05 Jul 2018
MillionPlus Chief Executive Dr Greg Walker writes on the essential principle of co-regulation in UK higher education and why it must be preserved
The ‘co-regulation’ of higher education (HE) is a core principle underpinning our understanding of quality and standards in UK higher education. It is not an antiquated notion dreamed up by those who cling to unfettered ideals of university autonomy. But some argue that the principle is at risk of being lost because some see it as situated in a muddled middle ground. What is the difference between co-regulation and self-regulation, they ask; the latter being a discredited practice from the Great Professions? Surely the Office for Students (OfS) is simply a regulator of all things higher education?
What is co-regulation?
These questions contain clear misunderstandings about what co-regulation means in HE. Co-regulation, across different sectors, is generally defined as the situation where government and those regulated cooperate in the development and implementation of the regulatory regime. It is a principle that is just as important and relevant under the OfS as it was under the former funding council. Co-regulation applies in different contexts across the western world, from certain food standards codes to stock market regulation, to name but two. Self-regulation, by contrast, is a laissez-faire approach, with an absence of formal public responsibility for the service concerned.
Co-regulation is not self-regulation. Universities have a central responsibility to assess their own quality and standards as legally accountable degree awarding bodies, but the wider public responsibility to ensure quality for students is acknowledged fully by the sector and is present in the Higher Education Research Act (HERA) 2017. The Act clearly continues the long-standing UK practice of higher education co-regulation. The principle figured explicitly in ministerial speeches during the passage of the Bill. The reference in the Act to ‘sector-recognised standards’ is an acknowledgment of a delegated co-regulation model, reflecting the concerns of the sector and others that the Act would otherwise remove one of the fundamental elements of UK higher education.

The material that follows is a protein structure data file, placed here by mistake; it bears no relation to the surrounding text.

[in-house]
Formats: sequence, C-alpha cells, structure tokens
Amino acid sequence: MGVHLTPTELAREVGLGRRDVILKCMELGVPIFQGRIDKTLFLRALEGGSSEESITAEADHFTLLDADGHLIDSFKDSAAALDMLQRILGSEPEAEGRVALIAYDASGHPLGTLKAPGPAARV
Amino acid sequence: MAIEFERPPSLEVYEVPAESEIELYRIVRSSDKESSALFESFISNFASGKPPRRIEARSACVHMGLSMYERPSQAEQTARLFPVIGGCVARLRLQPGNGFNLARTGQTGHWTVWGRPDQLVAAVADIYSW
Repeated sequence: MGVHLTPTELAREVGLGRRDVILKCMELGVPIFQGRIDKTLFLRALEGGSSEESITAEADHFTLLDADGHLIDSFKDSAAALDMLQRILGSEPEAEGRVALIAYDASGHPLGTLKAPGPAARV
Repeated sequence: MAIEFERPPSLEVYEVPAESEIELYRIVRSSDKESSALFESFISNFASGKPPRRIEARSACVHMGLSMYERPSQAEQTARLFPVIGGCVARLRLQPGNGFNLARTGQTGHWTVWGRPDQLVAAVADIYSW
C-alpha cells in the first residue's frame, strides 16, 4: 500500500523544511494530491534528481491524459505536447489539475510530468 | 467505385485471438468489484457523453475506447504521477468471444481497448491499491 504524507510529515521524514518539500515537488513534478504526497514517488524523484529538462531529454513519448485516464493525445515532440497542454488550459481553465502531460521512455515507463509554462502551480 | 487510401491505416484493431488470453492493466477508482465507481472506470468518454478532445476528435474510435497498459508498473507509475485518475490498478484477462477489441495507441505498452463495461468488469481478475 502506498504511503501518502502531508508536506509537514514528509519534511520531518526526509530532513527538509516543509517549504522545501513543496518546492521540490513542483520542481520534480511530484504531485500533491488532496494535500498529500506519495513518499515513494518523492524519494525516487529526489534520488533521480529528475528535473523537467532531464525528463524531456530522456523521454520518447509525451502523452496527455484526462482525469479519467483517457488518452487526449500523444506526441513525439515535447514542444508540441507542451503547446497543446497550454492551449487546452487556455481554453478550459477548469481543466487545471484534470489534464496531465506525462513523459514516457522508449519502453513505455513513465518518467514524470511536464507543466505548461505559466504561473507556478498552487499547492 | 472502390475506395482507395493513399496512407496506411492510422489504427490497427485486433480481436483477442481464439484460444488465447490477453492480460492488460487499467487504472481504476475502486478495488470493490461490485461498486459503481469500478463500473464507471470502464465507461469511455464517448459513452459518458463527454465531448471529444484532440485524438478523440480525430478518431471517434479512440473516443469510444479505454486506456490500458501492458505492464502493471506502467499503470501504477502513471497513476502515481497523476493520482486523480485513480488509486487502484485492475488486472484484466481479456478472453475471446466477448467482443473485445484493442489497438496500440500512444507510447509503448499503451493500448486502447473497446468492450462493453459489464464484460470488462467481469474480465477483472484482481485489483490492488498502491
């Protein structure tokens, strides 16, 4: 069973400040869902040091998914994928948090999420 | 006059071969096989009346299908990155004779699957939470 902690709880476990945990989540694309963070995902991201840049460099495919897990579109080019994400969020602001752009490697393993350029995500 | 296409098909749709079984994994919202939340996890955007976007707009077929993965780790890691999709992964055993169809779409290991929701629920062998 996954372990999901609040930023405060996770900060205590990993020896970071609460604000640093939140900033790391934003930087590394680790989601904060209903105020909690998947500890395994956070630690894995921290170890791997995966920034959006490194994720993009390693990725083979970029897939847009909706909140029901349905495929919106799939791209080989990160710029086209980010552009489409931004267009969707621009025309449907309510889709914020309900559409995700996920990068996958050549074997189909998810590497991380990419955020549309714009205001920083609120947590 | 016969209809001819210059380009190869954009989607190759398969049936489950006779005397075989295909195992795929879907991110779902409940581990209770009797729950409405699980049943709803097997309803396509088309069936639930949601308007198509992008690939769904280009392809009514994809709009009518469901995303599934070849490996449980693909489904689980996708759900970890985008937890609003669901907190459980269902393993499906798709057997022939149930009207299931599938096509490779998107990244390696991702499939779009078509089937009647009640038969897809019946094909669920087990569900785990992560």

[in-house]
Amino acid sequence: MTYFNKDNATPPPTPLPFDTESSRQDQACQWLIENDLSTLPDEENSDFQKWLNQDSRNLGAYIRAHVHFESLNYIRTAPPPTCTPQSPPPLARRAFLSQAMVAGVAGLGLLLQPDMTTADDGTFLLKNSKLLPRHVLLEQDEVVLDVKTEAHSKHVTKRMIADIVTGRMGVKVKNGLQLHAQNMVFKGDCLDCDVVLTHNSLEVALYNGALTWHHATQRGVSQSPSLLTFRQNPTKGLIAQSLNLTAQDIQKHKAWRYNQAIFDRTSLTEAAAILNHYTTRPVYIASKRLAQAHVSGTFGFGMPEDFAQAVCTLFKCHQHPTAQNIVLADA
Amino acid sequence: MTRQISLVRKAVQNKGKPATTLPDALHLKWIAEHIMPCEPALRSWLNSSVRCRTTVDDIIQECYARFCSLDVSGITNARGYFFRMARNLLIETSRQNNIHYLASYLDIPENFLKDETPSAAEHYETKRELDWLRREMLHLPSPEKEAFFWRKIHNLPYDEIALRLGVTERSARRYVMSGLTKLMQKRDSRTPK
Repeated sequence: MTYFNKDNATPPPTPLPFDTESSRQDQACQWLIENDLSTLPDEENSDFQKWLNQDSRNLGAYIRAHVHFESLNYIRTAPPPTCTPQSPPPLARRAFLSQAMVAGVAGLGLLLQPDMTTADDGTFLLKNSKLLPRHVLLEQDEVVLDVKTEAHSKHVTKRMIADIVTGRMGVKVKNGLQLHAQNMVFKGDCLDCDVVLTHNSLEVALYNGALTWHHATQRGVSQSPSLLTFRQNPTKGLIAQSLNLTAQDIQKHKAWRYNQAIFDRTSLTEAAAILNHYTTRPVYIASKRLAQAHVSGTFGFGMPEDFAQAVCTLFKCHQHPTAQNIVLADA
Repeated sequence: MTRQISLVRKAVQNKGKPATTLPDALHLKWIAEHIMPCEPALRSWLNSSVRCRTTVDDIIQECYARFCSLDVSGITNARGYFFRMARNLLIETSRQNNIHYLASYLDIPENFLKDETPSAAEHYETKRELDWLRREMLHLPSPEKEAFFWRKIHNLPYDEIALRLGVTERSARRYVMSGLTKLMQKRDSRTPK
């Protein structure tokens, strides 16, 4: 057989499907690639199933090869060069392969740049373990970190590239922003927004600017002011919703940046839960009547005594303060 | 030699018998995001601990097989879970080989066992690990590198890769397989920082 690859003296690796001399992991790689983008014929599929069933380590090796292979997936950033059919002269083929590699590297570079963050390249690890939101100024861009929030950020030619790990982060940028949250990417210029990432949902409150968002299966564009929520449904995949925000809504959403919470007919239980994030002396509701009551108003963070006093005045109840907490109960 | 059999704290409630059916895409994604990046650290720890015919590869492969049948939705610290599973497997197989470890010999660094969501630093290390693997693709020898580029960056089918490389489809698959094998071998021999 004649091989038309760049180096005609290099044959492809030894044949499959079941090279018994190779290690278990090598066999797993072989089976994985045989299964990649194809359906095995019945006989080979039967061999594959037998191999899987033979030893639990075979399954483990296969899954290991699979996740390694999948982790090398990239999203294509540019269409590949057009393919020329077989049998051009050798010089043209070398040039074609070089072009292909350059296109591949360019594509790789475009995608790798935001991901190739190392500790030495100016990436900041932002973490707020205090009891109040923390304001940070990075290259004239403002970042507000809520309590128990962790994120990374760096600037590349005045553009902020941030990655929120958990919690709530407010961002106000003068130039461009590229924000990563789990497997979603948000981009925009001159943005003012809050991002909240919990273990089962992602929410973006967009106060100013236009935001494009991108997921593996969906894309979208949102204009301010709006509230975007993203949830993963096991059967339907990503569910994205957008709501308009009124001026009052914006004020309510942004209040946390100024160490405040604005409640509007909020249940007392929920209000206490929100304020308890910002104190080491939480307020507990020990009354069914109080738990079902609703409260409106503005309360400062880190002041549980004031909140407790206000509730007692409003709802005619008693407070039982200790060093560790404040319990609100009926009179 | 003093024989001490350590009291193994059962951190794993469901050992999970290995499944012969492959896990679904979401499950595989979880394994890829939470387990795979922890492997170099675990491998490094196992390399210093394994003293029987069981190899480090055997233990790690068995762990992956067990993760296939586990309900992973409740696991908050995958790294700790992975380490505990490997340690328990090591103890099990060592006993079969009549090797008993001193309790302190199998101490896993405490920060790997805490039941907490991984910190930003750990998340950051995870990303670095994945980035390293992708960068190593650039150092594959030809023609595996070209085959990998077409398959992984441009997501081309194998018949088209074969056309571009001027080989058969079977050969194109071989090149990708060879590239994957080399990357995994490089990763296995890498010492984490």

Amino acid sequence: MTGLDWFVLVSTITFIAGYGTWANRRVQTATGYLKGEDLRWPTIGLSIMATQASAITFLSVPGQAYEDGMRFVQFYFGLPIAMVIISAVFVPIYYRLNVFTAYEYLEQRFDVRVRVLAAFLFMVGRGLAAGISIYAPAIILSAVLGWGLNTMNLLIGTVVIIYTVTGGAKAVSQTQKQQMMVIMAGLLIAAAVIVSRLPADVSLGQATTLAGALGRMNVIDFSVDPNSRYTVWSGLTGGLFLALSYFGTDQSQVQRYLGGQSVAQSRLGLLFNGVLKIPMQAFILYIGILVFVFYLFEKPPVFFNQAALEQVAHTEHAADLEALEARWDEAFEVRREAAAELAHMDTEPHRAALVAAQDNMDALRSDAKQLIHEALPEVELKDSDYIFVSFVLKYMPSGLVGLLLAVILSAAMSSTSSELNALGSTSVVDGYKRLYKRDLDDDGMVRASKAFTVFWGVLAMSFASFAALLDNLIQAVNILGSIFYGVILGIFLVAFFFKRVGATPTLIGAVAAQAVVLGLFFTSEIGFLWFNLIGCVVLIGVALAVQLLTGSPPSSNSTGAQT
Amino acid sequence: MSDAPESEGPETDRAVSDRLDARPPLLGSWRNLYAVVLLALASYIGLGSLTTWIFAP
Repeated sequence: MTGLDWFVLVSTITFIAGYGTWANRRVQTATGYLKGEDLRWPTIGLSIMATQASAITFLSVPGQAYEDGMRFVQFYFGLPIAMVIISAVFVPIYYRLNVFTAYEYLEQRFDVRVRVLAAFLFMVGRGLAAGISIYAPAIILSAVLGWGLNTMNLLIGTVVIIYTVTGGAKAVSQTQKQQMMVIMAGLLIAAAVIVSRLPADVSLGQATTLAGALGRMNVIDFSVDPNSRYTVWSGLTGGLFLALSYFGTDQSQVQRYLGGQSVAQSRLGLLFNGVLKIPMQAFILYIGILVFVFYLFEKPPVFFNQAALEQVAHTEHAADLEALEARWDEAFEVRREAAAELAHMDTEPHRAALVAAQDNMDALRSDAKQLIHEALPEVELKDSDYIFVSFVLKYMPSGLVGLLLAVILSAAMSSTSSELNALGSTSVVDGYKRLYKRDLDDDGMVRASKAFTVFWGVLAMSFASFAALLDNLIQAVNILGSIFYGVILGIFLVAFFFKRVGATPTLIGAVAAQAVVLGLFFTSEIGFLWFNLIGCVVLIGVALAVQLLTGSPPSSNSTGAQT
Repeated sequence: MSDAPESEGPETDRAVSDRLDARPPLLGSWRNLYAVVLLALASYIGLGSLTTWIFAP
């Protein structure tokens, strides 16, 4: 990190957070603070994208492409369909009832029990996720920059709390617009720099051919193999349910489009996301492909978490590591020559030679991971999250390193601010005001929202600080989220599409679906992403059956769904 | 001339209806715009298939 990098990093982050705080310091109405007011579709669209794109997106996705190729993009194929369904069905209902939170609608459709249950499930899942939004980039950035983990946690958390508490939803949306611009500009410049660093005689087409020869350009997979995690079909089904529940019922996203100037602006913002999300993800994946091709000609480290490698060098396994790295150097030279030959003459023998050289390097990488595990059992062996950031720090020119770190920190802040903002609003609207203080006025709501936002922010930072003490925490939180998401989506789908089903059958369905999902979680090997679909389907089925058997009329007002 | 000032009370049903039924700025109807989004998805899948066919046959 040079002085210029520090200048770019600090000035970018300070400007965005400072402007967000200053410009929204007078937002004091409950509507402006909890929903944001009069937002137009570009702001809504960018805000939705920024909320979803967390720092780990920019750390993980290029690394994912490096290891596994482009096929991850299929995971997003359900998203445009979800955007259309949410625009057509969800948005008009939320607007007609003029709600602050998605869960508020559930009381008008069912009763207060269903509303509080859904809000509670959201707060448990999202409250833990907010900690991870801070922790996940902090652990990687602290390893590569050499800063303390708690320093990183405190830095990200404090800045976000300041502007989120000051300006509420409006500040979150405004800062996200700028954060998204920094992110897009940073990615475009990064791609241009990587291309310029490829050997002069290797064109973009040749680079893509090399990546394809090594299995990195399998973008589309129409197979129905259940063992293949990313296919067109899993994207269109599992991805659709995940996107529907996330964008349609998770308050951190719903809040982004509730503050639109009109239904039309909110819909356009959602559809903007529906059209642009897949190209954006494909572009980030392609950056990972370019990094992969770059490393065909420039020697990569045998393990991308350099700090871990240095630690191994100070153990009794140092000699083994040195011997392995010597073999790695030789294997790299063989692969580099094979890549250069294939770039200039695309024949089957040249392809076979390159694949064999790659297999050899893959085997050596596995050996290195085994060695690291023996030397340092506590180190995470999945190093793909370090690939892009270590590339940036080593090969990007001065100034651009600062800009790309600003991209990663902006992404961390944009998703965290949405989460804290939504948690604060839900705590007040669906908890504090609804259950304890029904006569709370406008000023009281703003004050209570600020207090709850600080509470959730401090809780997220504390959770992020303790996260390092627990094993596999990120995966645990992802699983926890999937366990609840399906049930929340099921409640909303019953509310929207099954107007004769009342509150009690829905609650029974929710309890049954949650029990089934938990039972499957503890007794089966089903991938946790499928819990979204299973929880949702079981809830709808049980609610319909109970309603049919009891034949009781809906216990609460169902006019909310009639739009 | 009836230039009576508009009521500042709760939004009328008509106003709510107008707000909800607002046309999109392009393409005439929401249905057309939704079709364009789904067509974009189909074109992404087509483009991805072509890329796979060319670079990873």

The main actors in higher education – providers, academics, students, quality bodies with the funders and regulators – collaborate and consult to agree a set of standards and frameworks that underpin the courses available at universities and other providers. External examiners ensure a comparability in the interpretation and implementation of the standards across institutions. The role of the Quality Assurance Agency (QAA) as the designated quality body established by the Act is also central here. Peer review of quality through the QAA as an independent body remains an indispensable element in the architecture of UK quality assurance.
The new context of the Office for Students
For sure, the advent of the OfS’s new approach makes certain big shifts from what came before. First, the focus of the OfS’s work is the student interest, not provision itself. Second, HE provision is regulated through initial and ongoing registration conditions and not primarily through funding agreements, reflecting a shift to fees from grants. Third, fixed cycles of periodic review are replaced by a data-led annual provider review, based on a risk-based understanding of where providers are at. Fourth, the OfS will be responsible for a greater number of HE providers, aiming to assess the majority of the sector by the same standards including alternative non-university HE providers previously regulated under different standards by the DfE.